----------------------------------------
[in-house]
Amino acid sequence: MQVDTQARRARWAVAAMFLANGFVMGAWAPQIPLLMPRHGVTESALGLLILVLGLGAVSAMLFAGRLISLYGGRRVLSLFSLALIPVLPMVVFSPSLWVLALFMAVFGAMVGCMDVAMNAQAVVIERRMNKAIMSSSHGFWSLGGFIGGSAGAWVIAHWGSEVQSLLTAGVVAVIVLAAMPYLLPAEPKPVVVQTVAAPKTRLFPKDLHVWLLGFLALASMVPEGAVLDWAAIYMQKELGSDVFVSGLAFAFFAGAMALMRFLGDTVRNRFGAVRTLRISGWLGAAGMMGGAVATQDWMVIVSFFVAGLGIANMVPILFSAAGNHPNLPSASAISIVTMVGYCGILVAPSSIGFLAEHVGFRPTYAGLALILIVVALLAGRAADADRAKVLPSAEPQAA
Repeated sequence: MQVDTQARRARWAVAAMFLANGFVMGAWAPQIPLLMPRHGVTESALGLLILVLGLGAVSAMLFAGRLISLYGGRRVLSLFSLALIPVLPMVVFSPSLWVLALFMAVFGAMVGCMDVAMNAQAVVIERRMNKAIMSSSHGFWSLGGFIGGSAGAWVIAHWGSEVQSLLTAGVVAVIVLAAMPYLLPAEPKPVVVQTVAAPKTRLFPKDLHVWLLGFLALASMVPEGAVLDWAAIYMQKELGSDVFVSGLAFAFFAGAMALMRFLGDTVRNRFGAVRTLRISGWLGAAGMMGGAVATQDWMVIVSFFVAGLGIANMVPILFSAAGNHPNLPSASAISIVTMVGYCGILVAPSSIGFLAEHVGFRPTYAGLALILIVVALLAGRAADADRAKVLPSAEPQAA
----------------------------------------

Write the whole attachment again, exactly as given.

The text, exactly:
[in-house]
Amino acid sequence: MQVDTQARRARWAVAAMFLANGFVMGAWAPQIPLLMPRHGVTESALGLLILVLGLGAVSAMLFAGRLISLYGGRRVLSLFSLALIPVLPMVVFSPSLWVLALFMAVFGAMVGCMDVAMNAQAVVIERRMNKAIMSSSHGFWSLGGFIGGSAGAWVIAHWGSEVQSLLTAGVVAVIVLAAMPYLLPAEPKPVVVQTVAAPKTRLFPKDLHVWLLGFLALASMVPEGAVLDWAAIYMQKELGSDVFVSGLAFAFFAGAMALMRFLGDTVRNRFGAVRTLRISGWLGAAGMMGGAVATQDWMVIVSFFVAGLGIANMVPILFSAAGNHPNLPSASAISIVTMVGYCGILVAPSSIGFLAEHVGFRPTYAGLALILIVVALLAGRAADADRAKVLPSAEPQAA
Repeated sequence: MQVDTQARRARWAVAAMFLANGFVMGAWAPQIPLLMPRHGVTESALGLLILVLGLGAVSAMLFAGRLISLYGGRRVLSLFSLALIPVLPMVVFSPSLWVLALFMAVFGAMVGCMDVAMNAQAVVIERRMNKAIMSSSHGFWSLGGFIGGSAGAWVIAHWGSEVQSLLTAGVVAVIVLAAMPYLLPAEPKPVVVQTVAAPKTRLFPKDLHVWLLGFLALASMVPEGAVLDWAAIYMQKELGSDVFVSGLAFAFFAGAMALMRFLGDTVRNRFGAVRTLRISGWLGAAGMMGGAVATQDWMVIVSFFVAGLGIANMVPILFSAAGNHPNLPSASAISIVTMVGYCGILVAPSSIGFLAEHVGFRPTYAGLALILIVVALLAGRAADADRAKVLPSAEPQAA